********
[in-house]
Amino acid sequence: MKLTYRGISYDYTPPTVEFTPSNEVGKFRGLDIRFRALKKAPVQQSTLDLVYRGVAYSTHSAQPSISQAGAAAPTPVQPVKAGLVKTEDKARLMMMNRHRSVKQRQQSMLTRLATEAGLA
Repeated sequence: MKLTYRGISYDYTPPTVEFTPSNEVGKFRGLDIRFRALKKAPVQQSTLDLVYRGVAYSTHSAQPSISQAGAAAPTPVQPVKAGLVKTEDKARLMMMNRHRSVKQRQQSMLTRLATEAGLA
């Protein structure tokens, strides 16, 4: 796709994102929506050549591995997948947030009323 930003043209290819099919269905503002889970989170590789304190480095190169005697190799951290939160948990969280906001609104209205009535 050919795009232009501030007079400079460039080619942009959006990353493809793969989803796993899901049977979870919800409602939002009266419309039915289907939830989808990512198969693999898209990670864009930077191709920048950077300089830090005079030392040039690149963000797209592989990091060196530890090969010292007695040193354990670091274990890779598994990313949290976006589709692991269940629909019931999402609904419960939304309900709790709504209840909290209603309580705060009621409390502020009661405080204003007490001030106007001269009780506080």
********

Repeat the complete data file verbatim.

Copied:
[in-house]
Amino acid sequence: MKLTYRGISYDYTPPTVEFTPSNEVGKFRGLDIRFRALKKAPVQQSTLDLVYRGVAYSTHSAQPSISQAGAAAPTPVQPVKAGLVKTEDKARLMMMNRHRSVKQRQQSMLTRLATEAGLA
Repeated sequence: MKLTYRGISYDYTPPTVEFTPSNEVGKFRGLDIRFRALKKAPVQQSTLDLVYRGVAYSTHSAQPSISQAGAAAPTPVQPVKAGLVKTEDKARLMMMNRHRSVKQRQQSMLTRLATEAGLA
């Protein structure tokens, strides 16, 4: 796709994102929506050549591995997948947030009323 930003043209290819099919269905503002889970989170590789304190480095190169005697190799951290939160948990969280906001609104209205009535 050919795009232009501030007079400079460039080619942009959006990353493809793969989803796993899901049977979870919800409602939002009266419309039915289907939830989808990512198969693999898209990670864009930077191709920048950077300089830090005079030392040039690149963000797209592989990091060196530890090969010292007695040193354990670091274990890779598994990313949290976006589709692991269940629909019931999402609904419960939304309900709790709504209840909290209603309580705060009621409390502020009661405080204003007490001030106007001269009780506080």